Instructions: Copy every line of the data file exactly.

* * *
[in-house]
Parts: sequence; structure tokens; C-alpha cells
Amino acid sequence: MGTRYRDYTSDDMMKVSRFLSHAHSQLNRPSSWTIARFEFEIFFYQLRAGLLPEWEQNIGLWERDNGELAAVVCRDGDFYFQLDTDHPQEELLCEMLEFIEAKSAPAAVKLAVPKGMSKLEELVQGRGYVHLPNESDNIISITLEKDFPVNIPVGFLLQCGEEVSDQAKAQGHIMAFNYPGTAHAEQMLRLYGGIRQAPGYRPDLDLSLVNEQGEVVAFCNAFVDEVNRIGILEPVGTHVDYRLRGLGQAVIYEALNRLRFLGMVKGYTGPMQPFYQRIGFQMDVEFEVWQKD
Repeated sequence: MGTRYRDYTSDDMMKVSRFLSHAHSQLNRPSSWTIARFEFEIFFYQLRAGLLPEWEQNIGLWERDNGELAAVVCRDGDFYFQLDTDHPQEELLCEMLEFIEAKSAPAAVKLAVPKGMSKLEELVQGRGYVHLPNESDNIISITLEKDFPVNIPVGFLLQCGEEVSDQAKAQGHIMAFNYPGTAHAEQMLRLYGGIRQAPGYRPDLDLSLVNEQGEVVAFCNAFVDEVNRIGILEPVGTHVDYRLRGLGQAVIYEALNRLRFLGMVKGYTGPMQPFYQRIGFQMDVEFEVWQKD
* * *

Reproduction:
[in-house]
Parts: sequence; structure tokens; C-alpha cells
Amino acid sequence: MGTRYRDYTSDDMMKVSRFLSHAHSQLNRPSSWTIARFEFEIFFYQLRAGLLPEWEQNIGLWERDNGELAAVVCRDGDFYFQLDTDHPQEELLCEMLEFIEAKSAPAAVKLAVPKGMSKLEELVQGRGYVHLPNESDNIISITLEKDFPVNIPVGFLLQCGEEVSDQAKAQGHIMAFNYPGTAHAEQMLRLYGGIRQAPGYRPDLDLSLVNEQGEVVAFCNAFVDEVNRIGILEPVGTHVDYRLRGLGQAVIYEALNRLRFLGMVKGYTGPMQPFYQRIGFQMDVEFEVWQKD
Repeated sequence: MGTRYRDYTSDDMMKVSRFLSHAHSQLNRPSSWTIARFEFEIFFYQLRAGLLPEWEQNIGLWERDNGELAAVVCRDGDFYFQLDTDHPQEELLCEMLEFIEAKSAPAAVKLAVPKGMSKLEELVQGRGYVHLPNESDNIISITLEKDFPVNIPVGFLLQCGEEVSDQAKAQGHIMAFNYPGTAHAEQMLRLYGGIRQAPGYRPDLDLSLVNEQGEVVAFCNAFVDEVNRIGILEPVGTHVDYRLRGLGQAVIYEALNRLRFLGMVKGYTGPMQPFYQRIGFQMDVEFEVWQKD